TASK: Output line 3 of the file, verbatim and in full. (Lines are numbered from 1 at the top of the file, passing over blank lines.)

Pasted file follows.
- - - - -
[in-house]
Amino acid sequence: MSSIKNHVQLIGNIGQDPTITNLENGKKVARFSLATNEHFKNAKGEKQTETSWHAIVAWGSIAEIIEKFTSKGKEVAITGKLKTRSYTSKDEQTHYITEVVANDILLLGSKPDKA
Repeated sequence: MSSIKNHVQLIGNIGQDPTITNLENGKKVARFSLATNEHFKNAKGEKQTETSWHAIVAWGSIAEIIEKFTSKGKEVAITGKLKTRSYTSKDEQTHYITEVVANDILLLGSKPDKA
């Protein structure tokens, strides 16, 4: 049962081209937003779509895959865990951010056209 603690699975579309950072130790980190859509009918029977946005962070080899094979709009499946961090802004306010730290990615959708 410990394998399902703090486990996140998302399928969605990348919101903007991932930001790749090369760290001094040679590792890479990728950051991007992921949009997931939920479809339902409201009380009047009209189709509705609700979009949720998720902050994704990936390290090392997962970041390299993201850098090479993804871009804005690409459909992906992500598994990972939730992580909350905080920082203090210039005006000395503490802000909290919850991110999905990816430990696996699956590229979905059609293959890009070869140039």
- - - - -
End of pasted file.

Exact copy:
Repeated sequence: MSSIKNHVQLIGNIGQDPTITNLENGKKVARFSLATNEHFKNAKGEKQTETSWHAIVAWGSIAEIIEKFTSKGKEVAITGKLKTRSYTSKDEQTHYITEVVANDILLLGSKPDKA